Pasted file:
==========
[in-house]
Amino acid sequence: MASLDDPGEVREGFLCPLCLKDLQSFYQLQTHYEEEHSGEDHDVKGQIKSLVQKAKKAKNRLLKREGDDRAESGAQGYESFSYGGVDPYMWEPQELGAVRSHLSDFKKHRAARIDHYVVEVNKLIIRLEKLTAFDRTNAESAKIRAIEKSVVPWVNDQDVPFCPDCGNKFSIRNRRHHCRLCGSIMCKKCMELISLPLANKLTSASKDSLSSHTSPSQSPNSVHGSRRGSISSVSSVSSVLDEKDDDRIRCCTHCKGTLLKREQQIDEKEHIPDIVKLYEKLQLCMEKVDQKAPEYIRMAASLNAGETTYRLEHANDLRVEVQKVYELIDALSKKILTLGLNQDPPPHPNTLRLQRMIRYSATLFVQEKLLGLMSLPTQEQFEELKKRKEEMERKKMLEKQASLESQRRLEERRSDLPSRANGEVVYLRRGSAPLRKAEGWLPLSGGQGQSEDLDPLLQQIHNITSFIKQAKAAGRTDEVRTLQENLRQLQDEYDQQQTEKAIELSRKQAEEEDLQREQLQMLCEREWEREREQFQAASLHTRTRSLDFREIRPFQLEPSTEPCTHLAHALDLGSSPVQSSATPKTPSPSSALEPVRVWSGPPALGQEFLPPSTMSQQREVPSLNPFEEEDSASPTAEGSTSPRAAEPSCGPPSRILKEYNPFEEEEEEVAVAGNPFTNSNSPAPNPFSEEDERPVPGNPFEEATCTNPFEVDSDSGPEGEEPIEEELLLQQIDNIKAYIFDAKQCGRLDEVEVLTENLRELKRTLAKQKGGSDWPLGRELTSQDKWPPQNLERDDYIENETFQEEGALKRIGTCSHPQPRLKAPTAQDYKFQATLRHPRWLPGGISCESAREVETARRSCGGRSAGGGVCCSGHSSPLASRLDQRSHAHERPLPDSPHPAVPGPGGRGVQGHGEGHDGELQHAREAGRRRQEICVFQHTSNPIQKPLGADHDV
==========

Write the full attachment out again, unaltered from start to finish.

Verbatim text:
[in-house]
Amino acid sequence: MASLDDPGEVREGFLCPLCLKDLQSFYQLQTHYEEEHSGEDHDVKGQIKSLVQKAKKAKNRLLKREGDDRAESGAQGYESFSYGGVDPYMWEPQELGAVRSHLSDFKKHRAARIDHYVVEVNKLIIRLEKLTAFDRTNAESAKIRAIEKSVVPWVNDQDVPFCPDCGNKFSIRNRRHHCRLCGSIMCKKCMELISLPLANKLTSASKDSLSSHTSPSQSPNSVHGSRRGSISSVSSVSSVLDEKDDDRIRCCTHCKGTLLKREQQIDEKEHIPDIVKLYEKLQLCMEKVDQKAPEYIRMAASLNAGETTYRLEHANDLRVEVQKVYELIDALSKKILTLGLNQDPPPHPNTLRLQRMIRYSATLFVQEKLLGLMSLPTQEQFEELKKRKEEMERKKMLEKQASLESQRRLEERRSDLPSRANGEVVYLRRGSAPLRKAEGWLPLSGGQGQSEDLDPLLQQIHNITSFIKQAKAAGRTDEVRTLQENLRQLQDEYDQQQTEKAIELSRKQAEEEDLQREQLQMLCEREWEREREQFQAASLHTRTRSLDFREIRPFQLEPSTEPCTHLAHALDLGSSPVQSSATPKTPSPSSALEPVRVWSGPPALGQEFLPPSTMSQQREVPSLNPFEEEDSASPTAEGSTSPRAAEPSCGPPSRILKEYNPFEEEEEEVAVAGNPFTNSNSPAPNPFSEEDERPVPGNPFEEATCTNPFEVDSDSGPEGEEPIEEELLLQQIDNIKAYIFDAKQCGRLDEVEVLTENLRELKRTLAKQKGGSDWPLGRELTSQDKWPPQNLERDDYIENETFQEEGALKRIGTCSHPQPRLKAPTAQDYKFQATLRHPRWLPGGISCESAREVETARRSCGGRSAGGGVCCSGHSSPLASRLDQRSHAHERPLPDSPHPAVPGPGGRGVQGHGEGHDGELQHAREAGRRRQEICVFQHTSNPIQKPLGADHDV